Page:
So which deserves the award for technical merit? The artist or the scientist? The poet or the military commander?
In the closest call yet, I have to give the edge to Fincher (Gone Girl). Linklater’s free-spirit approach is bold, daring and successful, but its true strengths are artful, not technical (which we’ll see shortly). On technical merit alone, Gone Girl’s precision triumphs.
Winner: Gone Girl
Round #4: Storytelling
Each film deserves praise for its storytelling, but for opposite reasons. Gone Girl perfects an existing genre. Boyhood reinvents one.
With Gone Girl, Fincher sets out to make the ultimate detective procedural. We get (literal) clues, a hard-boiled investigator, a skeptical sidekick, and some tempting red herrings. Every once in awhile, the proceedings threaten to become formulaic, but Fincher adds a touch of humor or an ounce of dread at just the right time. We’ve seen it all before, but we’ve rarely seen it done this well before.
But then Fincher goes further, turning the murder mystery on its head just halfway through the film. As the story winds and twists through its second half, Gone Girl becomes all the more devious, daring us to move, to breathe. The interrogations become ragged and desperate. The music grows harsher and more grating. And then, just before the film’s emotional (and physical) climax, we wait in petrified silence—for five unsettling minutes, the film’s world is calm. You simply won’t find this sort of commanding, confident control in any modern detective series.
Meanwhile, Linklater’s Boyhood throws out the typical “coming of age” tale. Sure, we’re watching a boy become a man, but we miss all the familiar, dramatic moments. Where is the life-altering car crash? The first sexual encounter? Hell, I’d at least expect a rousing speech at high school graduation.
Boyhood has none of these things. Instead, we simply watch Mason’s life in all of its mundane, silly and organic moments. We don’t see Mason at his high school graduation, but we do watch as he drives home afterward, chatting casually with his high school buddy. We don’t watch Mason visiting classes at a potential college, but we laugh as he chats with his older sister later in a local bar. What’s more, Linklater sees fit to linger with his characters, longer than Hollywood would normally advise. Fincher might cut constantly, but Linklater stays put, letting Mason sit for ten, fifteen seconds longer, after the primary action of a scene has played out. These small moments say more about Mason’s life than a big party or funeral service ever could. For Linklater, it must have been a risky decision, but it says more about the human experience than even Fincher’s most dastardly edits. Boyhood tells the more human story.
Round #5: Cultural Resonance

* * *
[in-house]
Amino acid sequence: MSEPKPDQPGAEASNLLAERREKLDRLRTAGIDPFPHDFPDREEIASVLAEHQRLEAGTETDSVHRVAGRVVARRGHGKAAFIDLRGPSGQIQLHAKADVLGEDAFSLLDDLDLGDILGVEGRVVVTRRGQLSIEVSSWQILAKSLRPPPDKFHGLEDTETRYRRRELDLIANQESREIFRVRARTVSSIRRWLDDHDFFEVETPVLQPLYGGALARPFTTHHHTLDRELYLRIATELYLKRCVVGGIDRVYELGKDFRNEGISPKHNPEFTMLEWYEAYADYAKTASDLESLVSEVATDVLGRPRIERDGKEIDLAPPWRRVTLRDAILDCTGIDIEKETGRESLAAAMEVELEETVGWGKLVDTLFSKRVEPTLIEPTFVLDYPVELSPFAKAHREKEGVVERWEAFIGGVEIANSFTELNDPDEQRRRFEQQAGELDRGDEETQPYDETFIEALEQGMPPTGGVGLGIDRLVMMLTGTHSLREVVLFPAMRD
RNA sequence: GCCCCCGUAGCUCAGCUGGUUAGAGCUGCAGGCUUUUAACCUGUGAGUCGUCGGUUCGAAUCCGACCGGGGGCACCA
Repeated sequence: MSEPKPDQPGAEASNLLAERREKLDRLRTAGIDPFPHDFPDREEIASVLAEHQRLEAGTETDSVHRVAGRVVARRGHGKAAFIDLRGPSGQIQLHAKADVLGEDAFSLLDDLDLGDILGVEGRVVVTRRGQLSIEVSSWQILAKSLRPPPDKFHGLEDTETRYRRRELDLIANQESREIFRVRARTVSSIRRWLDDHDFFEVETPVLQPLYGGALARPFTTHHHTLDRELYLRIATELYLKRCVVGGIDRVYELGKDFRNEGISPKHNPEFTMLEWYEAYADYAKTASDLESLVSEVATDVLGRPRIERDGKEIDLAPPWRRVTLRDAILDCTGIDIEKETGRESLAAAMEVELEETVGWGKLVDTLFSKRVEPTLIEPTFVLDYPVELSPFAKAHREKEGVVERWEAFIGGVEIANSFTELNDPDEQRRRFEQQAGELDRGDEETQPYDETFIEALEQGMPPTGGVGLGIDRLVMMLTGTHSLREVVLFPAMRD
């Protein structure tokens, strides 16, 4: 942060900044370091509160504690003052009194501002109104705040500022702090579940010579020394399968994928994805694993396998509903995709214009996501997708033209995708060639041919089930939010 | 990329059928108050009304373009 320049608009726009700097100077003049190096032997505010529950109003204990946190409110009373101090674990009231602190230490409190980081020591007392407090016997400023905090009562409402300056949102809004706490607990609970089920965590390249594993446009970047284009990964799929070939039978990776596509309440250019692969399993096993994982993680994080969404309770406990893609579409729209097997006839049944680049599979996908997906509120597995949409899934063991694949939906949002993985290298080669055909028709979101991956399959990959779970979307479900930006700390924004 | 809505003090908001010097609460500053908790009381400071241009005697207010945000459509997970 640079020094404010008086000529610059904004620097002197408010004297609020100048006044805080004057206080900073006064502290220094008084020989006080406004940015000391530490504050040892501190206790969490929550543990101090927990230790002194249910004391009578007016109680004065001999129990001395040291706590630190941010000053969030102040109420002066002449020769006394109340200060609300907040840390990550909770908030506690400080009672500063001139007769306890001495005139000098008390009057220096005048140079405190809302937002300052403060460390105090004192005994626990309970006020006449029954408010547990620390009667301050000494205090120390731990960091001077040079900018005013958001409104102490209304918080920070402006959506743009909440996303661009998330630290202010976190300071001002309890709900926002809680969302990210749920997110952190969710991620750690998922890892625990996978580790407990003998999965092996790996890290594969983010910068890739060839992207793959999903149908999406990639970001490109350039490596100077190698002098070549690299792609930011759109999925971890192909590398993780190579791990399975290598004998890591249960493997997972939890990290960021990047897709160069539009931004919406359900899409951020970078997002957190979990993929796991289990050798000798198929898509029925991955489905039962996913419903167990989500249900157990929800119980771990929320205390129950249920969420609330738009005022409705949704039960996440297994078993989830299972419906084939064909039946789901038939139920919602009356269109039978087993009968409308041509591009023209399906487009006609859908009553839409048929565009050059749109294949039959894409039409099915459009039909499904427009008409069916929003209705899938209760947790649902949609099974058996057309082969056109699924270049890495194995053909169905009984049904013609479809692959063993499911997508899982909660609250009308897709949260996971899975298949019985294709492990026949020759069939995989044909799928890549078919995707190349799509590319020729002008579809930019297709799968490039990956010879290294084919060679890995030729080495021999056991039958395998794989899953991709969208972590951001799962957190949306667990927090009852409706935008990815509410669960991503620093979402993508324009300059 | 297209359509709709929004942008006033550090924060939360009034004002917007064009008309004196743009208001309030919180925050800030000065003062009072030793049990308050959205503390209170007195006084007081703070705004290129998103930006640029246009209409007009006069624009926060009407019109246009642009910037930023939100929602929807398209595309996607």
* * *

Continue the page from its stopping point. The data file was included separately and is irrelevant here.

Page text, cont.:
You know a film is special when it begins to trickle into day-to-day conversations, to frame discussions for days or even weeks at a time. Gone Girl passes this test, thanks in part to a strong marketing campaign, but largely because of the film’s many sobering themes. Marriage is often nasty. Can we trust our intimate partners? Can we trust ourselves? It’s easy enough to make a movie that tries to ask these questions, but Gone Girl asks them in new, chilling ways, enough to make us wonder collectively, as a society.
Boyhood, however, taps into something even deeper...and more eternal. What is it like to grow up? Why does our memory work the way it does, with seemingly arbitrary moments dotting the landscape of our past? Do we want to be the hero, or do we just want to walk with everyone else? (Watch Boyhood’s trailer again, and listen to the lyrics—a perfect match.) Boyhood’s themes don’t pester us the same way that Gone Girl’s do. But boy do they stick. I imagine I’ll puzzle over Boyhood’s quiet questions for years to come. With Gone Girl? I had two or three lively debates about marriage and love, but beyond that, I’m just about ready to move on.
Round #6: Oscar Potential
We may not want the Oscars to define a movie’s legacy, but unfortunately, that’s the reality. Oscar-nominated films tend to get history’s benefit of a doubt, while the snubbed movies tend to lose their luster much faster So which film has the better chance to earn Oscar’s approval?
Boyhood likely has the better outside shot of a Best Picture nomination, if only because the Academy loves a good off-camera story. If Matthew McCounaughy can win for losing a bunch of weight off-screen, Boyhood might be considered for its epic, 12-year-long production schedule. I also think Arquette is the one possibility for any of the acting awards, so throw another bullet in Boyhood’s column there too.
Meanwhile, Gone Girl is much more likely to receive a nomination for a technical category, like film editing or original score (in my mind, Gone Girl’s musicians--Trent Reznor and Atticus Ross—do cinematic music better than anyone in the business). If I were betting strictly on “which film is more likely to win at least something," I’d go with Gone Girl for this reason.
The tie-breaker, appropriately, is Best Director. Unfortunately, I see this as a toss-up. For now, I’ll just predict that only one of the two will be nominated, but whomever it is won’t win, and regardless of what happens, I’ll be upset. Whether this is an accurate assessment of the Academy Awards today or my own cynicism getting the best of me, I’m calling this a tie and leaving it at that.